Massmart summarises the decision to focus on everything but Game as “overweighting our investment in high-return assets”.
Perhaps this decision is also a (subtle?) admission by the Massmart executive team that while it can see a path to profits and returns from the reset Game base, this is not really a business it wants to be in for the long term. Maybe the thought has crossed at least one executive’s mind that with the help of some tailwinds, it might be able to sell this unit at a decent price in a year or two.
How realistic is the growth strategy?
The plan for Makro is to expand its store base by a quarter (a curious way of phrasing the opportunity, which translates to 5.5 stores). We would assume this means another five to six stores by 2026. But given the lead times, it is unlikely we’ll see a new store until the end of next year. Expect, then, one or two stores a year from that point. Because of their size, Makros have a large catchment area. Each store does between R1.5 billion and R2 billion in revenue a year.
The current 22 stores are concentrated in Gauteng (seven in Joburg and the East Rand and three in Pretoria). There are three in Durban (plus the Pietermaritzburg store that is being rebuilt), three in Cape Town and five in regional centres (Bloemfontein, Polokwane, Gqeberha, Vaal and Nelspruit).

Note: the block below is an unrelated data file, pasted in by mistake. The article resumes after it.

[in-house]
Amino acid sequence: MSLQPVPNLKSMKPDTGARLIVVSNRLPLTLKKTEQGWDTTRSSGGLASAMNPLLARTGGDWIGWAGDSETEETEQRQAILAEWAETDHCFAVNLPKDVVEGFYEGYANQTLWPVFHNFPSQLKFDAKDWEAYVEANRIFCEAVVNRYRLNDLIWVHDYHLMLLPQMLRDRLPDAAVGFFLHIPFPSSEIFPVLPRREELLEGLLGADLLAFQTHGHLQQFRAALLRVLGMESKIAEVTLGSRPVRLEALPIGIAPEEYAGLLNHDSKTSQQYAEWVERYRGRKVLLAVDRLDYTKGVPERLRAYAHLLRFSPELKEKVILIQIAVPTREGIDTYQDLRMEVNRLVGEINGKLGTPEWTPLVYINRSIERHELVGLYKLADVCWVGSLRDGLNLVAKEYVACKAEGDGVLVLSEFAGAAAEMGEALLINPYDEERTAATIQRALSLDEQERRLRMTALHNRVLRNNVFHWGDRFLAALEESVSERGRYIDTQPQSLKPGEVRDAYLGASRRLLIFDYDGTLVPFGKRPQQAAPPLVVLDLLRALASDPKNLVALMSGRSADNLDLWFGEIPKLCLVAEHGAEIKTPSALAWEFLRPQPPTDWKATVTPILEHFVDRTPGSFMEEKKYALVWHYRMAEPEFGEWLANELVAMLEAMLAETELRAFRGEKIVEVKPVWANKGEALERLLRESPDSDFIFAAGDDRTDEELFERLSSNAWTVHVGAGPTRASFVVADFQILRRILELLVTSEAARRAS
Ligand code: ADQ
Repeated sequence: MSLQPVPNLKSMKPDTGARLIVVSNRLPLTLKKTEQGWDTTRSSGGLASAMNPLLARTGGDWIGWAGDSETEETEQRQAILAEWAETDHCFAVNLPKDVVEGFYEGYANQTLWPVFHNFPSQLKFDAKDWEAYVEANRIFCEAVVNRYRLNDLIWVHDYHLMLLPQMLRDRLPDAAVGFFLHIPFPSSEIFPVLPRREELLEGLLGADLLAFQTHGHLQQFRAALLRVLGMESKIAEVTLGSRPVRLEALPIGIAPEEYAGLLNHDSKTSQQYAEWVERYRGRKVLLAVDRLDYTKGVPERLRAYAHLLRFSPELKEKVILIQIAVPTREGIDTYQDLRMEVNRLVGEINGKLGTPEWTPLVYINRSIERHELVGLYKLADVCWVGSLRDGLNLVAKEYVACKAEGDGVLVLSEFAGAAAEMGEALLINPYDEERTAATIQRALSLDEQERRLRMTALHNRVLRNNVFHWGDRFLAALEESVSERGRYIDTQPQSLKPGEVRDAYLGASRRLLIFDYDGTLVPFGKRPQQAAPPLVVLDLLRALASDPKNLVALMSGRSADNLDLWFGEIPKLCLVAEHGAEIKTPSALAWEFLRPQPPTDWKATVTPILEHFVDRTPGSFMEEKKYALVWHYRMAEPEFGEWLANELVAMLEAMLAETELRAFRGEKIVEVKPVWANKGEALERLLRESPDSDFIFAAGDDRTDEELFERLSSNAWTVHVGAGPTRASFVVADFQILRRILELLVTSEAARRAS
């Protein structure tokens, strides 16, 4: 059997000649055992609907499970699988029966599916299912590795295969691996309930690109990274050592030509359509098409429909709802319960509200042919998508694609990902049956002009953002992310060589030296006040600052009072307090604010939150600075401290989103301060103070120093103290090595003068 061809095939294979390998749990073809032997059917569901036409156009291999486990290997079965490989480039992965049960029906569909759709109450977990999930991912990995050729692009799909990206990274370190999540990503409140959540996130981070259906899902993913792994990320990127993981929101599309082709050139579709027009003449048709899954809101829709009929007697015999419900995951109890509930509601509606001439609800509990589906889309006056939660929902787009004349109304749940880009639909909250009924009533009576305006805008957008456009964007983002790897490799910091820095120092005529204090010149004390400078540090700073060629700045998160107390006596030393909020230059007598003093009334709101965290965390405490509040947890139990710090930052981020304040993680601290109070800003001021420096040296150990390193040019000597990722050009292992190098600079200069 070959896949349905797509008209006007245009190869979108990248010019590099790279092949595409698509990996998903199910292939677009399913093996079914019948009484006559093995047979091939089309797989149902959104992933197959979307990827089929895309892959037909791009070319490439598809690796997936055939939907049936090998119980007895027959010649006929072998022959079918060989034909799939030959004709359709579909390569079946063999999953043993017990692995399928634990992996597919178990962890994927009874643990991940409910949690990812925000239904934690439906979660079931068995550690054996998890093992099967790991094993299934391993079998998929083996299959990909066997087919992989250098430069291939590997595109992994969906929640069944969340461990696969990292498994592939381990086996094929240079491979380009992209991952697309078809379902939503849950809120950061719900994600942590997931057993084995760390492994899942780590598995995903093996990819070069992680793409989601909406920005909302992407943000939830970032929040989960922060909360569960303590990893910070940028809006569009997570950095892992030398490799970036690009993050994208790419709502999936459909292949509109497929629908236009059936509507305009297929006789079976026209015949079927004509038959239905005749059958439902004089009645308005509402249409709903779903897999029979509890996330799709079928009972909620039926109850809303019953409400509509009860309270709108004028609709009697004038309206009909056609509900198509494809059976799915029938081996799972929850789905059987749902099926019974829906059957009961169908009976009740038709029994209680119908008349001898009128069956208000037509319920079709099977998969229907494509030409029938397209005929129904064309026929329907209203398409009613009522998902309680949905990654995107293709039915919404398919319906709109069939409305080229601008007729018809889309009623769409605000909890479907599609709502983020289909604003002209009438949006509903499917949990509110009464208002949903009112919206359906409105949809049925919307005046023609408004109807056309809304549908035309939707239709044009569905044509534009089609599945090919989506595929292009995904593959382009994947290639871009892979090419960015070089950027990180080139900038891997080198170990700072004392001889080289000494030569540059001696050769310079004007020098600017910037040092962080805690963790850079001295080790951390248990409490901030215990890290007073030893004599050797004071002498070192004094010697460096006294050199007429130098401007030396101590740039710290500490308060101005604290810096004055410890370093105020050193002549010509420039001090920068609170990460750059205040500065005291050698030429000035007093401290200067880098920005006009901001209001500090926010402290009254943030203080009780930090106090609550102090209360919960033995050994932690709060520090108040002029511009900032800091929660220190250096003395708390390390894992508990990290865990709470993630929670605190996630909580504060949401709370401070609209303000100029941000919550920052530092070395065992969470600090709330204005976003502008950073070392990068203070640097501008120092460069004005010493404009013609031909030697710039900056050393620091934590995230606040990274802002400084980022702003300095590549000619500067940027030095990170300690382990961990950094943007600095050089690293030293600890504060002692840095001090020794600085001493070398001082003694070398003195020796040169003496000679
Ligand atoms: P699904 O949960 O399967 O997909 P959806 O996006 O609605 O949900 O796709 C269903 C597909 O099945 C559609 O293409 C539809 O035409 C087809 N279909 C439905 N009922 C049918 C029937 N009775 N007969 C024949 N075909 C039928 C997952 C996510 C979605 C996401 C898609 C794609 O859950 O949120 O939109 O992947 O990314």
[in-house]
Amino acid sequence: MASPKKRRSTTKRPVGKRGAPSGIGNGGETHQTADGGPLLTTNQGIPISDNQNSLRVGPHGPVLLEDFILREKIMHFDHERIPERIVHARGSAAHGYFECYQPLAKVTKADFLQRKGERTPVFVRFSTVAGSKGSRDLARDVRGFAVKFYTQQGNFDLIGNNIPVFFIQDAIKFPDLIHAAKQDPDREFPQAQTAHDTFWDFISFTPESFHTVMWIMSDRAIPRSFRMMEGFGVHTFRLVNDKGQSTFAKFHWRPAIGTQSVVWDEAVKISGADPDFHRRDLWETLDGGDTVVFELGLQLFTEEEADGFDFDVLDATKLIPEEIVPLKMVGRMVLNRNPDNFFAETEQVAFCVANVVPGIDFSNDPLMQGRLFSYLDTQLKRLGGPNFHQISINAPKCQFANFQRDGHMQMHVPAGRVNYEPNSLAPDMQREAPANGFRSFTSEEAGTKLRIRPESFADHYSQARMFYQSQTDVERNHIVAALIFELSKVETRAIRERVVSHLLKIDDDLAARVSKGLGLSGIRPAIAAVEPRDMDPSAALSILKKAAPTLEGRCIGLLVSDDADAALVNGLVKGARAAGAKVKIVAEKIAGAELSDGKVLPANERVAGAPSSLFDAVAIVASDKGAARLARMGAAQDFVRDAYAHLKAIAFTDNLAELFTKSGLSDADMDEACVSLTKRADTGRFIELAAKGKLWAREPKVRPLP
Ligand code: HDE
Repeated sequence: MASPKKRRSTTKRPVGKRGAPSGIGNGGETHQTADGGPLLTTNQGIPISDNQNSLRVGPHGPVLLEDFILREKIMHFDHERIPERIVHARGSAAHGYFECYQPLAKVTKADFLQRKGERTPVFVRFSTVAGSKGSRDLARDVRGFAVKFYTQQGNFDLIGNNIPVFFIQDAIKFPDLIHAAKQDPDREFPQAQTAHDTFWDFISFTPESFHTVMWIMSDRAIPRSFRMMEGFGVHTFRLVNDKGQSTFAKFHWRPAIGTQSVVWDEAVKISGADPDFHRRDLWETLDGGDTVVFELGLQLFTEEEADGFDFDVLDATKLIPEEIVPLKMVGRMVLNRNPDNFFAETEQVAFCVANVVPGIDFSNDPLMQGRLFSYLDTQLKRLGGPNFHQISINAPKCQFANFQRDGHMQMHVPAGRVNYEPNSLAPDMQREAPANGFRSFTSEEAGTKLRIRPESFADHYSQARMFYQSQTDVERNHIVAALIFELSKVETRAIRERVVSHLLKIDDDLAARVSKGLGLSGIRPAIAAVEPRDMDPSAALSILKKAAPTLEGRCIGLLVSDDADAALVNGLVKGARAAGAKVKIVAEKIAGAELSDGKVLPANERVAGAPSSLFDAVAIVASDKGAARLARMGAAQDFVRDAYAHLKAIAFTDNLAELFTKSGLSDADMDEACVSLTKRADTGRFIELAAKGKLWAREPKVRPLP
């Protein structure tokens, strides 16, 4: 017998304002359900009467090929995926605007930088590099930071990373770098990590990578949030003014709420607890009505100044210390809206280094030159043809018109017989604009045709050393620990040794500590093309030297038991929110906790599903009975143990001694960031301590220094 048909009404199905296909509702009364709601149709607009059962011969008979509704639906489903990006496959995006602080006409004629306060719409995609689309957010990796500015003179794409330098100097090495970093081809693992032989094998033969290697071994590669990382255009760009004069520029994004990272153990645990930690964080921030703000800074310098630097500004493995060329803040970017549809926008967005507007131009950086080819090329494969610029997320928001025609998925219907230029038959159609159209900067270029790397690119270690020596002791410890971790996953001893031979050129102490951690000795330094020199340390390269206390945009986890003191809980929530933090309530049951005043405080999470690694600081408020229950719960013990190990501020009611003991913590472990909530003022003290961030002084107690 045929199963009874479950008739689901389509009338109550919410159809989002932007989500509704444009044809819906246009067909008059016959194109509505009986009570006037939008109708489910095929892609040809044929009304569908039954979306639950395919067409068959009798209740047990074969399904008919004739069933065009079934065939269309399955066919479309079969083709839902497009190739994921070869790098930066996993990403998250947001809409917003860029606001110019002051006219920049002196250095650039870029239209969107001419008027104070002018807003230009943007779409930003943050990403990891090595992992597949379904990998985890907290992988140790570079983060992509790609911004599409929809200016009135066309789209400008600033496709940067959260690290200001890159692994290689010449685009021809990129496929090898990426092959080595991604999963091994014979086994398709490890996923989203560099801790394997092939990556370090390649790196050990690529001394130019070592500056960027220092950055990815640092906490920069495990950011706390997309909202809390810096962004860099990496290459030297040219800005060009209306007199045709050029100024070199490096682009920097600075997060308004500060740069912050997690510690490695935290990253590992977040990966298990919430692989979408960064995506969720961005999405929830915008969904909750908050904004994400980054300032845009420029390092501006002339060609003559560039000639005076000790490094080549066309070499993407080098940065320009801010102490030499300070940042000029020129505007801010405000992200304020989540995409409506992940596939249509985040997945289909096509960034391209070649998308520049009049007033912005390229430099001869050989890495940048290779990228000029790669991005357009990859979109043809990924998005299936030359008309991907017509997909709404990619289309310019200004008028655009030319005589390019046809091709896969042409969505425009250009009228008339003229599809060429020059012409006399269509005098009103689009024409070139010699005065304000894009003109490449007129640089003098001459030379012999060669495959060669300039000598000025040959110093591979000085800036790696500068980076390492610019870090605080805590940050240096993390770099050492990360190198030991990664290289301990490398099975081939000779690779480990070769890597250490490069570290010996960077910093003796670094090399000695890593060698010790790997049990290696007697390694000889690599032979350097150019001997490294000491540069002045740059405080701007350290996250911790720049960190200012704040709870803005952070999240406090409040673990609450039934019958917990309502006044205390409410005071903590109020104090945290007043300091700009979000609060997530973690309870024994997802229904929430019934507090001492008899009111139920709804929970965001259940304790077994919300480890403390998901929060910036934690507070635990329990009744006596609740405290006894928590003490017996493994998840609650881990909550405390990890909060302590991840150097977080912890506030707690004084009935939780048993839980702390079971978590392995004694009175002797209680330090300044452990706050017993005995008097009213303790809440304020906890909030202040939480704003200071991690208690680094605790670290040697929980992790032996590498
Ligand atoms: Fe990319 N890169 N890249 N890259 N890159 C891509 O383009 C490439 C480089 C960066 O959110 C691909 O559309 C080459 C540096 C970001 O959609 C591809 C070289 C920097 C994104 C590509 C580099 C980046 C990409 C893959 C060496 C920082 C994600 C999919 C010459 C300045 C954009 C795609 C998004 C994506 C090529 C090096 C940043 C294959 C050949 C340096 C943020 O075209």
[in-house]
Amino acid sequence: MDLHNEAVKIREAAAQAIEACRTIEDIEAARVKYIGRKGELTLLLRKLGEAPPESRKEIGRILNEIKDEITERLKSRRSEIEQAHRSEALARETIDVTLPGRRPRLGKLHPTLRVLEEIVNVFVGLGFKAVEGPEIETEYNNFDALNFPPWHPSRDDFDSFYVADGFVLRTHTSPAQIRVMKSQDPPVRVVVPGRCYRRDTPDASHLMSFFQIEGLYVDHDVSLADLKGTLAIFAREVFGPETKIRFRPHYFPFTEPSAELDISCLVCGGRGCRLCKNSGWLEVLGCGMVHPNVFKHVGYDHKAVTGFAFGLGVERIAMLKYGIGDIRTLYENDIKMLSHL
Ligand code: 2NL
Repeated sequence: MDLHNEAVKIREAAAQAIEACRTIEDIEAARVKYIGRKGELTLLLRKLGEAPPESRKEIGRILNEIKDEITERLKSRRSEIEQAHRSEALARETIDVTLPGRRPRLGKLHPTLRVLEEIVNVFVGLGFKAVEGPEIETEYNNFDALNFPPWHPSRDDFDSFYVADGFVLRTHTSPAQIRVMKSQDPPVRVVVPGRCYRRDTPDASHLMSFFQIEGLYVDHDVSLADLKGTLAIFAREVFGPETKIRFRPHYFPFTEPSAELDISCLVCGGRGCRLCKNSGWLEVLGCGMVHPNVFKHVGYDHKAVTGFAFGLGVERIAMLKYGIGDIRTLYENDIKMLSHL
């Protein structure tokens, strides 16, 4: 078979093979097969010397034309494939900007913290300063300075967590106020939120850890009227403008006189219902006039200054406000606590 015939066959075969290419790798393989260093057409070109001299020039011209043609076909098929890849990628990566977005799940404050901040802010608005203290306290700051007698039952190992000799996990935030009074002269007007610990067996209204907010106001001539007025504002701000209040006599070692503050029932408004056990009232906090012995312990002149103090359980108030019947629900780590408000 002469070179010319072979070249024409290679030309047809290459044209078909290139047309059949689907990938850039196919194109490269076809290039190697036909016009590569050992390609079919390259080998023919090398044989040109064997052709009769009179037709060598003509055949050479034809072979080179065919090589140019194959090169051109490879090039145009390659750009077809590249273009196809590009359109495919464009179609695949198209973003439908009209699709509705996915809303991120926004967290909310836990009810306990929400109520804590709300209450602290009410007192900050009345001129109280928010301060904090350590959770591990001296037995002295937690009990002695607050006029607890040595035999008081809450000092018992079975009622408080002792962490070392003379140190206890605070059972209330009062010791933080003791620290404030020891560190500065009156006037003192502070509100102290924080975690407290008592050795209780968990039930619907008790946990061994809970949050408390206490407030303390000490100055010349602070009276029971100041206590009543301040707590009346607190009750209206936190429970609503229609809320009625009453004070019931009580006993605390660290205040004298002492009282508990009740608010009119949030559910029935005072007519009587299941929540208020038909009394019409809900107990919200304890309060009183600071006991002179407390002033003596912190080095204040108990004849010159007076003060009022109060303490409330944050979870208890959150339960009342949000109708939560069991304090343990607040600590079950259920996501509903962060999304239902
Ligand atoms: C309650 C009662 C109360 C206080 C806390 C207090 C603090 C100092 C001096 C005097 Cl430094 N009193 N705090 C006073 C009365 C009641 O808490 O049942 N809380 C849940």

The Riversands (Fourways) and Cornubia (near Umhlanga) stores are the newest and are instructive as they manage to stock the same range in a more compact footprint than the older stores.
Expect new outlets to be the same. The group will have a very clear idea of where it can add stores without cannibalising existing Makro (and Shield) stores (and, to a lesser extent, Game).
There’s surely space for another store or two in the Cape (Somerset West/Stellenbosch and Paarl), and probably one or two in Gauteng. KwaZulu-Natal looks well covered.
Then, it will look to regions where it would be capable of having an outsized impact on the market. East London is a possible gap (but with a largely lower income population than, say, Gqeberha). The Garden Route is an interesting and less obvious opportunity, but has a total population (spanning from Plettenberg Bay to Mossel Bay) that is second in the Western Cape after the Cape Town metro.
It sees additional sales from these stores of as much as R7 billion after five years. Add to that its plans to remodel more than 11 stores. This will result in a sales uplift of between R1 billion to R2 billion.
Massmart says it sees the potential to increase its footprint in the country by 50% in the next five years.
With 109 Builders stores in SA (and what presumes to be the current sustainable figure of nine outside of SA), that is going to require the group to add more than 50 new stores. That is a big ask.